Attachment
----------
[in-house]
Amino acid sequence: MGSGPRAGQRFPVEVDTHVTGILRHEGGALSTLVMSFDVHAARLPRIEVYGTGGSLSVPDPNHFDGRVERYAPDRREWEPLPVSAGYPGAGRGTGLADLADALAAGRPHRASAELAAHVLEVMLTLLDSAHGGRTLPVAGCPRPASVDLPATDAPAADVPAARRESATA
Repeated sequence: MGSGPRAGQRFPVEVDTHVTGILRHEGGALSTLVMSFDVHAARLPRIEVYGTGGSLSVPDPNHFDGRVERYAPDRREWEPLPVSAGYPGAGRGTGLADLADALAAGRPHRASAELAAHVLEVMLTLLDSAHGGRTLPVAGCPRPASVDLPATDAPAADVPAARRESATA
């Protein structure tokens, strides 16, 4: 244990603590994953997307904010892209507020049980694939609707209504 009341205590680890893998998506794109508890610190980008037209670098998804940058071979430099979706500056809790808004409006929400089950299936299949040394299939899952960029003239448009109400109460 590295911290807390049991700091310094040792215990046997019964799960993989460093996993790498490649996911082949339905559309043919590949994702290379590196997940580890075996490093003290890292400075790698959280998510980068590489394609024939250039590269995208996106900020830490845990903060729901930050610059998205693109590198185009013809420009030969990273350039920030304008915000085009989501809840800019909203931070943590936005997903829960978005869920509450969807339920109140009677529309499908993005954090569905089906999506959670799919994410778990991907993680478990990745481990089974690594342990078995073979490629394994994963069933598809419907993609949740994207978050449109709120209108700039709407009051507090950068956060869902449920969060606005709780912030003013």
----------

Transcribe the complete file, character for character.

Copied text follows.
[in-house]
Amino acid sequence: MGSGPRAGQRFPVEVDTHVTGILRHEGGALSTLVMSFDVHAARLPRIEVYGTGGSLSVPDPNHFDGRVERYAPDRREWEPLPVSAGYPGAGRGTGLADLADALAAGRPHRASAELAAHVLEVMLTLLDSAHGGRTLPVAGCPRPASVDLPATDAPAADVPAARRESATA
Repeated sequence: MGSGPRAGQRFPVEVDTHVTGILRHEGGALSTLVMSFDVHAARLPRIEVYGTGGSLSVPDPNHFDGRVERYAPDRREWEPLPVSAGYPGAGRGTGLADLADALAAGRPHRASAELAAHVLEVMLTLLDSAHGGRTLPVAGCPRPASVDLPATDAPAADVPAARRESATA
């Protein structure tokens, strides 16, 4: 244990603590994953997307904010892209507020049980694939609707209504 009341205590680890893998998506794109508890610190980008037209670098998804940058071979430099979706500056809790808004409006929400089950299936299949040394299939899952960029003239448009109400109460 590295911290807390049991700091310094040792215990046997019964799960993989460093996993790498490649996911082949339905559309043919590949994702290379590196997940580890075996490093003290890292400075790698959280998510980068590489394609024939250039590269995208996106900020830490845990903060729901930050610059998205693109590198185009013809420009030969990273350039920030304008915000085009989501809840800019909203931070943590936005997903829960978005869920509450969807339920109140009677529309499908993005954090569905089906999506959670799919994410778990991907993680478990990745481990089974690594342990078995073979490629394994994963069933598809419907993609949740994207978050449109709120209108700039709407009051507090950068956060869902449920969060606005709780912030003013």